As a youth support worker and disability advocate, Seb Trezise made a difference to people’s lives.
And even after his tragic death aged 32, he has continued to make a difference by being an organ donor.
For organ donation week, which ran from September 3 to 9, Seb’s widow Hollie shared his story to encourage others to join the NHS Organ Donor Register. Click here to read an interview with Hollie for his funeral.
She said: “Donation has not eased the pain of losing the person I loved most in the world. However, I have since met a couple of people who either were recipients of donated organs or who knew recipients.
“When you meet someone who has benefited from organ donation and realise the impact the donation had on the life of another human being it absolutely made me proud of Seb and the decision to donate. It doesn’t change the fact that I have lost Seb but it gives someone else a chance to live and nobody could argue with the enormous value of that.”
The disabled athlete from Fastnet Way, Littlehampton, died in June 2018 from a cardiac arrest following a seizure while parked on his driveway after a day at work.
He was born with spina bifida and fluid on the brain, which required a shunt into his brain and left him wheelchair-bound for life.
But Seb never let his disabilities stop him. A keen swimmer growing up, he was part of the British Wheelchair Athletics Association for years, competing as a discus thrower.
He put his details on the NHS Organ Donor Register five times, and donated his kidney, liver, lungs and heart tissue. Hollie and Seb were fans of Grey’s Anatomy, sparking a chat on the topic.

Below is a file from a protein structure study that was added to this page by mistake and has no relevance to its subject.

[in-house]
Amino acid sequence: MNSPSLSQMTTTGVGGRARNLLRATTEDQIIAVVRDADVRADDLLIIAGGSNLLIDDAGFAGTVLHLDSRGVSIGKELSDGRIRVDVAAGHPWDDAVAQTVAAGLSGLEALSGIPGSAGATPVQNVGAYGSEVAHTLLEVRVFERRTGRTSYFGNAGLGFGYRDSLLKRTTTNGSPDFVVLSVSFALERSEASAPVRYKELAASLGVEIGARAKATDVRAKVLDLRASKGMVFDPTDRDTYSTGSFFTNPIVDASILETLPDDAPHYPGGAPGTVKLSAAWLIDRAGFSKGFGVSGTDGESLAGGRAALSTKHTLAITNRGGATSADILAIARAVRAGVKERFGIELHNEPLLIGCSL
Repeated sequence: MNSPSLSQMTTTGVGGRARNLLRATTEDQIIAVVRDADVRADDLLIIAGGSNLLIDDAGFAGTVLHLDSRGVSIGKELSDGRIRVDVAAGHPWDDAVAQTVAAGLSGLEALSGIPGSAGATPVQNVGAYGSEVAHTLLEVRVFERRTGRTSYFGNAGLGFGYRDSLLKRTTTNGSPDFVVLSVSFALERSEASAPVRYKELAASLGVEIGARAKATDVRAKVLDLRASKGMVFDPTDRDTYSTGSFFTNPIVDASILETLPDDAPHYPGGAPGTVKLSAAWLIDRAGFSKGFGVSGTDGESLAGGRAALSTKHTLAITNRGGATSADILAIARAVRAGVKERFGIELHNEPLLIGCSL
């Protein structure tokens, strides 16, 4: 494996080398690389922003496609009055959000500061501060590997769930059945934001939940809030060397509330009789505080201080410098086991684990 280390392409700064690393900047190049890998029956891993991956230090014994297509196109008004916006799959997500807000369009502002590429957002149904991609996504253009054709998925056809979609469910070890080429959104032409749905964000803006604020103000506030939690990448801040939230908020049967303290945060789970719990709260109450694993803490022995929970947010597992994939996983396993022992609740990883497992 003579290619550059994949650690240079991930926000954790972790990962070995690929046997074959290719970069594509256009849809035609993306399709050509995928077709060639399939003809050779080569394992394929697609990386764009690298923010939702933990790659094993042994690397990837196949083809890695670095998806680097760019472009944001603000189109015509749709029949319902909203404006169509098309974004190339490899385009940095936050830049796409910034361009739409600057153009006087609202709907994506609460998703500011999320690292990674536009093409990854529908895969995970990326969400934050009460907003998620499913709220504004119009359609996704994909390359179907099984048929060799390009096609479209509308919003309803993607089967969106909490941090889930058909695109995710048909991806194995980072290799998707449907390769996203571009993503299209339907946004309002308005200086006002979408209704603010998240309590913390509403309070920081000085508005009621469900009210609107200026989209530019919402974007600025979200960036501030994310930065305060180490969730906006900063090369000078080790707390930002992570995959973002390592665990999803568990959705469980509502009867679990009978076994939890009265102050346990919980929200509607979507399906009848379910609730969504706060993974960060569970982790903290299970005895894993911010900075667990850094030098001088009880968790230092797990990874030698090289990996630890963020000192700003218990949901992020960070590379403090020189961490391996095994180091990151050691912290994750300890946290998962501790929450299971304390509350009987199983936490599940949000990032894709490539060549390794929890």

She said: “It’s so important for the media to talk about these issues because Seb would never talk about death. I have always been open and willing to talk about these issues but Seb would just roll his eyes and say ‘we don’t need to talk about anything like that yet’.”
Last year, 70 people in West Sussex had their lives saved by a transplant. If more people agreed to donate, more lives would be saved in West Sussex and around the country.
Although the number of donors is increasing, and the waiting lists are reducing, right now there are around 6,000 people waiting for a lifesaving organ transplant across the UK.
During Organ Donation Week, the NHS is urging families to talk about donation with the message – ‘Words Save Lives’. Councils and organisations around the country are lighting prominent buildings pink, which is the colour of the modern donor card, in support of the country’s organ donation campaign.
Anthony Clarkson, Interim Director of Organ Donation and Transplantation for NHS Blood and Transplant, said: “It’s tragic that so many people from West Sussex have died waiting for a transplant – what is shocking is that many of those lives could have been saved, had more families agreed to donate organs.
“People are dying every day because some families are not talking about donation. We need more families in West Sussex to say yes to organ donation, so that more lives can be saved.”
He added: “We all know that organ donation legislation will change to a deemed consent system in England and Scotland in future years but the harsh fact is people are dying right now waiting for an organ and it will still be important for people to know your decision.
“We don’t want people to die because of a fatal complacency that because you know you want to be an organ donor you presume your loved ones know it too.
“Please, let your family know your decision and ask them if they want to be donors. Don’t leave your family guessing what you would have wanted to happen.
“We know that many families feel enormous pride and comfort at knowing that their relative went on to save lives through the gift of organ donation.”
“Nationally, around three people die a day in need of an organ. Only a small percentage of people die in circumstances where they can donate, so every donor is precious.
Millions of people are already on the NHS Organ Donor Register, join them today and tell your family you want to save lives. Register at www.organdonation.nhs.uk.